PRIME II implemented cost-effective, innovative blended learning approaches, appropriate to local situations. These approaches included:
- Self-directed and self-paced learning
- Combining traditional and peer-assisted learning
- Interactive simulations.
Ghana: PRIME II worked with Ghana Health Services to design and implement a self-paced learning (SPL) approach in postabortion care/safe motherhood as an alternative to their traditional group-based classroom training for doctors, nurses and midwives. SPL learners showed 25-49% higher knowledge and skills gains and 4.5-6% higher performance gains in simulated service delivery than participants in the traditional approach.
Armenia: The Ministry of Health and PRIME II developed and implemented a blended self-paced learning approach in safe motherhood clinical skills to train nurses and midwives at rural health posts and ambulatory care centers in Lori province. The program, which introduced the concept of blended learning in Armenia, demonstrated that nurses and midwives working at the most primary level of care could effectively take on an expanded scope of work in maternal and infant health. A final evaluation showed provider observation scores on tasks successfully completed improving from 37% to 69% in prenatal care and 56% to 76% in postpartum care.
Benin: In November 2002, revised reproductive health (RH) protocols were nationally approved by the Ministry of Health (MOH). PRIME II implemented a blend of classic training, tutoring and self-directed learning in three departments (Borgou/Alibori, Atlantique/Littoral and Mono/Couffo) to assist the MOH in training providers in the use of the protocols. As a result of this approach, providers (physicians, midwives, nurses) in all three regions significantly improved their knowledge test scores in sexually transmitted infections, infant health and safe motherhood, and earned high observation scores on use of the protocols.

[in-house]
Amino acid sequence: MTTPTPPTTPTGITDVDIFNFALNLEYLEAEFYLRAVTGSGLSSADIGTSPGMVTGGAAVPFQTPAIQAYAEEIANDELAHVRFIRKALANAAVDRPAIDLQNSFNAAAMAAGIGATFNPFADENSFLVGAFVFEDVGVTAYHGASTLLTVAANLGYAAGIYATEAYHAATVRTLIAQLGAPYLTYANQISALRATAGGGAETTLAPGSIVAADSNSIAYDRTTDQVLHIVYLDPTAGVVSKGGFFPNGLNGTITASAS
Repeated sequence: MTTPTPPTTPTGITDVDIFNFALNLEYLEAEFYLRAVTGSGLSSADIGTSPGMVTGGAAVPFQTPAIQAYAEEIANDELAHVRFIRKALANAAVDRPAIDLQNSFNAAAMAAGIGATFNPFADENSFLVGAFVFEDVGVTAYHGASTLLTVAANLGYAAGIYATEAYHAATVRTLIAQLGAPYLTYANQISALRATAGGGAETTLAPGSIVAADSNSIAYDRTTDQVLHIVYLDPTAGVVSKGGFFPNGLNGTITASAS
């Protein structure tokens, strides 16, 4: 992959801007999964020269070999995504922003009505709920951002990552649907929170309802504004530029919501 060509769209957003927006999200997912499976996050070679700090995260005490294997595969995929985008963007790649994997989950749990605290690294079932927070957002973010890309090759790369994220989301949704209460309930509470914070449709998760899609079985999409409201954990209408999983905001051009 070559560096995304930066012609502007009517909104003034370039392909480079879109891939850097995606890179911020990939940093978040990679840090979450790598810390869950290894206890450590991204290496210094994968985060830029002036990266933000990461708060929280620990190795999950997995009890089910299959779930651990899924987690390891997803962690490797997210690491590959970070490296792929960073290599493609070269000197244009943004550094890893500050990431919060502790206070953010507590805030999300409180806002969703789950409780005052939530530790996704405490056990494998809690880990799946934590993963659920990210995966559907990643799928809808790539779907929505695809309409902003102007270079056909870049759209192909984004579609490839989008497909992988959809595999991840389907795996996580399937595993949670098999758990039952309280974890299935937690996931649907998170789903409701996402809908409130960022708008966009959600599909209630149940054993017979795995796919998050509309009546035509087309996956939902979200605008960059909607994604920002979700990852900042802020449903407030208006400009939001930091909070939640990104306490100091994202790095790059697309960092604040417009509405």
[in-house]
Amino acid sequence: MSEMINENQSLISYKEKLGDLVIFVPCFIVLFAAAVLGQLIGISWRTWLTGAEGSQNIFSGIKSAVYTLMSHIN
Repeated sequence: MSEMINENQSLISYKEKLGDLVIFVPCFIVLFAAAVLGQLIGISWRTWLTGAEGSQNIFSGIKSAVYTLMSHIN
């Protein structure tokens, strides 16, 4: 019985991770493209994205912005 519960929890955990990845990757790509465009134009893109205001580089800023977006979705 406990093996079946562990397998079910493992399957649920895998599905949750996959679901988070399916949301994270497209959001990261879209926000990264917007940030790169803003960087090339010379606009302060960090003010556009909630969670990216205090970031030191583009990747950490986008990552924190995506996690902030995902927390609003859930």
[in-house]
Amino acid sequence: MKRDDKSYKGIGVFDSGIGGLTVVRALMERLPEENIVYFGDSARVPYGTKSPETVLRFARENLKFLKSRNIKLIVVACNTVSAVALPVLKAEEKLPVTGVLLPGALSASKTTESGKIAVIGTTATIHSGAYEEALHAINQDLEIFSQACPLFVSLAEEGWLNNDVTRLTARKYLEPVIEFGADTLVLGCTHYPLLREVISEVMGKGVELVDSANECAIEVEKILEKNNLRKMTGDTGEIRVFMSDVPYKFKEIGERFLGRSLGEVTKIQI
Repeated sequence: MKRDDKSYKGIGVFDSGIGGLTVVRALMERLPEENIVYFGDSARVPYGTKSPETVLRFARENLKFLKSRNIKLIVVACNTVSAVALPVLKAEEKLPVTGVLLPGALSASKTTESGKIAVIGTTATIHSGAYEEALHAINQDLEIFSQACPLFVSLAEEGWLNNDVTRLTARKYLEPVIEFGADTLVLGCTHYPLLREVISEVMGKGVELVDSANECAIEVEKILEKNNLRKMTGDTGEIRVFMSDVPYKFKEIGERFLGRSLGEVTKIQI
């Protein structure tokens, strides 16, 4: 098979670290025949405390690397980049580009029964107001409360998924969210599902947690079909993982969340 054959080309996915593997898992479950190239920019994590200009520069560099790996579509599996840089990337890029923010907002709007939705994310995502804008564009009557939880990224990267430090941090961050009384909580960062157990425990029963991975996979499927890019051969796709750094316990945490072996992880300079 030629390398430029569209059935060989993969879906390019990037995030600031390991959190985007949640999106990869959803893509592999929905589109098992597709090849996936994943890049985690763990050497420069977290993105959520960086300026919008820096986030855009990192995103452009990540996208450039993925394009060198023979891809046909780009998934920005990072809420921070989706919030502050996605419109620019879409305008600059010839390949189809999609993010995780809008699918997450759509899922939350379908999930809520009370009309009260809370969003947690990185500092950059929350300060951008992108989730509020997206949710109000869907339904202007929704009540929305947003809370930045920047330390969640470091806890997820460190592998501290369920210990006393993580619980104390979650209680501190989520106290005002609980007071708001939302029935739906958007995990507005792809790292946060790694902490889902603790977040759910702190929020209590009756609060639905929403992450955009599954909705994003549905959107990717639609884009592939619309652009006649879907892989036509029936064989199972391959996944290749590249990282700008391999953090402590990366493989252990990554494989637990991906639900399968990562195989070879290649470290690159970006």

Dominican Republic: PRIME II used traditional classroom, self-directed and peer-assisted learning approaches along with supportive radio programming to train volunteer health promoters in family planning counseling and services and prevention of HIV/AIDS and sexually transmitted infections. The promoters work in bateyes, isolated and marginalized slum communities. Promoter knowledge test scores increased from 50% to 82%.
Kenya: To determine the feasibility of using DVD technology, PRIME II developed and field-tested two interactive simulations for in-service training of experienced postabortion care providers in Kenya. Observations and interviews confirmed that providers saw the learning approach and tools as easy-to-use, convenient and flexible, and thought the DVD method was especially effective because they remained in control of when they engaged in the learning process and did not have to leave their facilities to update their skills. While the project was mainly intended as a feasibility study, pre- and post-tests showed a 25% learning gain for 17 participating providers.